People in Hong Kong are more optimistic about job prospects this year, particularly in terms of expectations of pay raise and prospects for finding a better a job, according to a survey conducted by the Department of Management at City University of Hong Kong (CityU).
The Employee Confidence, Work Commitment and Work Value Survey 2010, conducted between March and April, covered 522 Hong Kong citizens in full-time employment (aged 18 or above). Respondents were interviewed by telephone. They were asked to express their views on employment confidence, work commitment and work value. The annual survey is one of several research surveys conducted by CityU to gauge the overall social and economic situation in Hong Kong, and offers detailed insights into how the people of Hong Kong view their jobs. The findings are intended to help employers adjust their human resources policies in tune with expectations and outlooks of employees.
The Employee Confidence Index (ECI) is measured on a scale of 0 to 10, representing ascending levels of confidence in terms of “Well-Being”, “Job Security”, “Job Prospects” and overall perceptions of the job market. The ECI mean increased from its record low last year by 0.37 points, to 5.8, suggesting a moderate level of confidence. Employees in the restaurant and hotel industry (6.15) reported the highest level of confidence, while those in the construction sector (5.35) reported the lowest level of confidence. Confidence in the overall job market, however, rose remarkably by 0.74 points to 3.97, though it was still moderate and below the peak experienced before the global financial crisis.
Compared with last year, there were no significant changes in the “well-being” component. Respondents remained largely satisfied with their relationships with colleagues (7.6) and were positive in regard to their job performance (7.23). Confidence in job security and about internal career prospects rose to 6.93 (from 6.64) and 4.07 (from 3.25), respectively. Respondents were perceptibly more optimistic about pay raise; expectations increased by 1.52 points, to 4.36. Perceptions of prospects of finding a better job went up 0.82 points, to 3.58.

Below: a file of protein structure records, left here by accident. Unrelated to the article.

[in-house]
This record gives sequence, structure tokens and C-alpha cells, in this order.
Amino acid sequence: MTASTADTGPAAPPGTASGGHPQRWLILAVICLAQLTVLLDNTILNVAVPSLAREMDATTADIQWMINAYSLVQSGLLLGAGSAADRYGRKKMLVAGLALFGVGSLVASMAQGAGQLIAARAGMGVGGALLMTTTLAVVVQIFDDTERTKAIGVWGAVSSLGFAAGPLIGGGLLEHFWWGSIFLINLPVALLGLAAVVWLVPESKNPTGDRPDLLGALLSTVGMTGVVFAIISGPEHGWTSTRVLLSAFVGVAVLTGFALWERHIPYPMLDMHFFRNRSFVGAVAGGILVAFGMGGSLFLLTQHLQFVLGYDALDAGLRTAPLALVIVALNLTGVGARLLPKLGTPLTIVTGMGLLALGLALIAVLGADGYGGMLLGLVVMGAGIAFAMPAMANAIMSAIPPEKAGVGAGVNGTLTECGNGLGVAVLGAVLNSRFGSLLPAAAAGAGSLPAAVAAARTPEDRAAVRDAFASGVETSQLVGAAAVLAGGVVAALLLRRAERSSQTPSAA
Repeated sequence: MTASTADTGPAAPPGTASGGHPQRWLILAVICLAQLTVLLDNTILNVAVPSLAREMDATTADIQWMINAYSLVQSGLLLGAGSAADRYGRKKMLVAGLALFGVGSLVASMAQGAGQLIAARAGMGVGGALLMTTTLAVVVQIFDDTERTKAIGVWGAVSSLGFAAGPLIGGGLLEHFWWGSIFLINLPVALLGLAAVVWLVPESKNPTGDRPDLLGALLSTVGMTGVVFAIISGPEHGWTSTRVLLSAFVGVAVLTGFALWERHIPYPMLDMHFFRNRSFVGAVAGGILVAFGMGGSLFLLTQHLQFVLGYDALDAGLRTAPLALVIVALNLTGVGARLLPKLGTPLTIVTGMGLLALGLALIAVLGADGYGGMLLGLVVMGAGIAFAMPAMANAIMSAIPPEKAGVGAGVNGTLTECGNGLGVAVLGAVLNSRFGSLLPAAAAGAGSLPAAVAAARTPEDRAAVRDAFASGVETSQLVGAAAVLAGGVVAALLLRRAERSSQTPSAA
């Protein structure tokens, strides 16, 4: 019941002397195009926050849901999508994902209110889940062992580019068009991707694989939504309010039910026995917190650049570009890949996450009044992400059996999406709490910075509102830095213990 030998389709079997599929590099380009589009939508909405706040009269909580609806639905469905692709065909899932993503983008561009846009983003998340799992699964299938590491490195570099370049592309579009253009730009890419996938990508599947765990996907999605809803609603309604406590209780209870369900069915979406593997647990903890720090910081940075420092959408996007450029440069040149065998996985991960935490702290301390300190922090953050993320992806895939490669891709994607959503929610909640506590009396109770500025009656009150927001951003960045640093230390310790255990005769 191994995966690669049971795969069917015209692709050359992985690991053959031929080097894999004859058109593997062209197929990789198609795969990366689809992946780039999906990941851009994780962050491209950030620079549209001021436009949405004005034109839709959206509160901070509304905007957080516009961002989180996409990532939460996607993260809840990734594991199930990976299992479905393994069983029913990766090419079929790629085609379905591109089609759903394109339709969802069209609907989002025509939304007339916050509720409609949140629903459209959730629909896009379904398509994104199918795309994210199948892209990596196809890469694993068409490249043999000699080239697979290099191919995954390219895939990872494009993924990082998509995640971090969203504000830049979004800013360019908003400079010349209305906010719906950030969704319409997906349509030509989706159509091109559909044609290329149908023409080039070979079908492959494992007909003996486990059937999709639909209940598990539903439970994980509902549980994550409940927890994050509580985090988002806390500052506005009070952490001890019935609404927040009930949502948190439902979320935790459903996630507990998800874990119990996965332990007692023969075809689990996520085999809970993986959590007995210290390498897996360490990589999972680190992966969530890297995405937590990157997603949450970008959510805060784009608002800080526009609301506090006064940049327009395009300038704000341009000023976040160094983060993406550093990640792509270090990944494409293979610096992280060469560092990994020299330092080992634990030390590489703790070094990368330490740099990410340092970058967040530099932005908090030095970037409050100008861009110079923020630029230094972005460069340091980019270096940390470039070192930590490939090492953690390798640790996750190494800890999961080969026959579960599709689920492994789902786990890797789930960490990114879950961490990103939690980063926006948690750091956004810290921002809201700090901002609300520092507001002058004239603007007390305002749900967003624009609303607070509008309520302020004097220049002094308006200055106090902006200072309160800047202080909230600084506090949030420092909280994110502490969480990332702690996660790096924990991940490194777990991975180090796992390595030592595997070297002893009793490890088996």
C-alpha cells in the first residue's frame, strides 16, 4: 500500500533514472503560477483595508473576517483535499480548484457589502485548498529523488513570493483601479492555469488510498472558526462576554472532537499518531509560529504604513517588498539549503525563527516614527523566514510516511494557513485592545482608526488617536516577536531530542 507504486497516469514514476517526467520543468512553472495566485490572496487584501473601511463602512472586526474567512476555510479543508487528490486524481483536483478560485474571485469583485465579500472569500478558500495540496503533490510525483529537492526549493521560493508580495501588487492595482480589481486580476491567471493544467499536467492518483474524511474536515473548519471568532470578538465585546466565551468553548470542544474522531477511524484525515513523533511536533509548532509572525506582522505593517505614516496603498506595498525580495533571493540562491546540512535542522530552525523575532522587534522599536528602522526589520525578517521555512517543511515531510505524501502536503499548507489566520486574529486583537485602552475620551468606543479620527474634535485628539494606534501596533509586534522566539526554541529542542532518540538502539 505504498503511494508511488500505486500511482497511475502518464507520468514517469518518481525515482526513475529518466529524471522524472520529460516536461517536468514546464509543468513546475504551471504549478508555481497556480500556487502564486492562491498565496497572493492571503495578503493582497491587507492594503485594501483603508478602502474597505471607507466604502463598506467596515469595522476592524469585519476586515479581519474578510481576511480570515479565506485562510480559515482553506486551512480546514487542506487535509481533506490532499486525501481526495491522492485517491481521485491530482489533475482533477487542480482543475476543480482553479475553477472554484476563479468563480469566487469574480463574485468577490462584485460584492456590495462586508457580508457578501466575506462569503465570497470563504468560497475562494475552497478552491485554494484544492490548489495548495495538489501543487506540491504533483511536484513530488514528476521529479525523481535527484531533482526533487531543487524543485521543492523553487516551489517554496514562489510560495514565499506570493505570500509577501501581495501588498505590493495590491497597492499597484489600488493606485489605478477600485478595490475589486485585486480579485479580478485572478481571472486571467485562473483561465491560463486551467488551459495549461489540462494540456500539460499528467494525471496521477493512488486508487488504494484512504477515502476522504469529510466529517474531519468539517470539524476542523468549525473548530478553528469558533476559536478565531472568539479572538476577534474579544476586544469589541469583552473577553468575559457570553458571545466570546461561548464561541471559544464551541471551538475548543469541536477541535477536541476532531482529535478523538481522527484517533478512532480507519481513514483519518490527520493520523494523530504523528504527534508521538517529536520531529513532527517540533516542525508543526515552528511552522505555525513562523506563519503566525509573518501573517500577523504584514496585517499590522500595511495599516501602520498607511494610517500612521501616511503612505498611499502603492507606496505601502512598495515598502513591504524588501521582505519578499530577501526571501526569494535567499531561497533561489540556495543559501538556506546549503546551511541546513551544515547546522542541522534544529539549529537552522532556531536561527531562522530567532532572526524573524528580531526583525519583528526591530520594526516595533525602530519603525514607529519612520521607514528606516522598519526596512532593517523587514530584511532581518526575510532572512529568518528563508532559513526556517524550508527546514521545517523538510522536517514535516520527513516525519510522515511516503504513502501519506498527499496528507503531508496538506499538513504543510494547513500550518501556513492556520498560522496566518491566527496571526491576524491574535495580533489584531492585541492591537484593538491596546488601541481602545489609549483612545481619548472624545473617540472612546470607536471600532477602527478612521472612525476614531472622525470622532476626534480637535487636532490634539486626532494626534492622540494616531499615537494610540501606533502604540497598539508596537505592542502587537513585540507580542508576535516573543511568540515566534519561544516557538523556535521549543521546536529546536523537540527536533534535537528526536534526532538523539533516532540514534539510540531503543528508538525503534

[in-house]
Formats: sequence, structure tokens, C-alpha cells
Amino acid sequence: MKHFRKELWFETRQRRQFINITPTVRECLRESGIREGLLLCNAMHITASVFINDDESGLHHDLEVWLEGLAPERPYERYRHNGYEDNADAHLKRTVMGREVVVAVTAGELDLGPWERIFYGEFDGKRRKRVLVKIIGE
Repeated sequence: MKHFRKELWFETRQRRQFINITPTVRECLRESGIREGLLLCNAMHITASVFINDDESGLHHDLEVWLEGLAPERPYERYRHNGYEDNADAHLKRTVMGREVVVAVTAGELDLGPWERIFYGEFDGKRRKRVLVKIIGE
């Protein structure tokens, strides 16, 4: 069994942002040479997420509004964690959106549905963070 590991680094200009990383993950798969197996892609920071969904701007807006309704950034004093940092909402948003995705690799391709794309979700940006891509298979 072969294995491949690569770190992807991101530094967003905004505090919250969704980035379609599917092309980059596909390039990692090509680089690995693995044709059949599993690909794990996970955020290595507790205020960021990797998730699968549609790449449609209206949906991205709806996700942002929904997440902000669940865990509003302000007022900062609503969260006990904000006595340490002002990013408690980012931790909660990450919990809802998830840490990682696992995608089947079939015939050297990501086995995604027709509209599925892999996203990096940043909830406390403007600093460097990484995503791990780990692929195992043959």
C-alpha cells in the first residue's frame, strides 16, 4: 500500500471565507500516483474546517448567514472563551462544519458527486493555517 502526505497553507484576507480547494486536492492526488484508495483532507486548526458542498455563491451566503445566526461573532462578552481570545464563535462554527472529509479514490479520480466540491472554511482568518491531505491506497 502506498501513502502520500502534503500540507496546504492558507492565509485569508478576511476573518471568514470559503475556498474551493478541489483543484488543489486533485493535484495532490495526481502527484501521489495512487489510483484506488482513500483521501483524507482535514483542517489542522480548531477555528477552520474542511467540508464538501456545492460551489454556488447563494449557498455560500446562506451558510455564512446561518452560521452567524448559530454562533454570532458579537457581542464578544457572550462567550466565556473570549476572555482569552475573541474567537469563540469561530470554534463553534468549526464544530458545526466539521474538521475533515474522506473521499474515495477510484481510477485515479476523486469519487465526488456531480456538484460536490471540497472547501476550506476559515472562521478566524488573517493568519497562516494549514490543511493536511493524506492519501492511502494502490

“The overall economic climate in Hong Kong has improved, and so has the unemployment rate. Confidence in the overall job market has bounced back from the record low experienced immediately after the global financial tsunami,” said Chair Professor Leung Kwok, Head of the Department of Management.
Respondents were also asked to measure their work commitment, occupational commitment (includes sense of pride in their occupation), and organisational commitment, which includes their sense of belonging and loyalty to their employers, on a scale of 1 to 5, a higher score representing a higher degree of work commitment. The results indicated a moderate level of commitment towards work (3.52), whereas occupational commitment (3.66) was higher than organisational commitment (3.39). This pattern was the same as observed in 2009.
The survey was extended by including a few new questions where respondents were asked to indicate their level of agreement with a given statement on a scale of 1 to 5. They generally agreed that “work is one of the most important parts in my life” (average 3.7) and “I find my own value in work” (3.6). They were relatively neutral towards the statement “I work in order to enjoy material life” (3.05). In terms of work opportunity, respondents generally agreed with the statement “I have more chances of development in my work than my parents’ generation” (3.37).
Employees of the post-1980s generation, as compared with other age groups, were less agreeable with the statement “work is one of the most important parts of my life” (post-80s: 3.52; 30-39: 3.69; 40-49 & 50-59: 3.83; and 60 or above: 3.72). Their responses on “I have more chances of development in my work than my parents’ generation” were also less positive than those aged 40 or above (post-80s: 3.24; 40-49: 3.58; 50-59: 3.43; and 60 or above: 3.65).
Dr Olivia Ip King-ming, Associate Professor in the Department of Management, believed that senior employees considered their work more important because of their social background. “The material life of the senior generation, in its youth, was not as rich as that of the younger generations. Some of the senior people have had tough lives when they did not have jobs, and it is understandable that work occupies an important part of their life,” she said.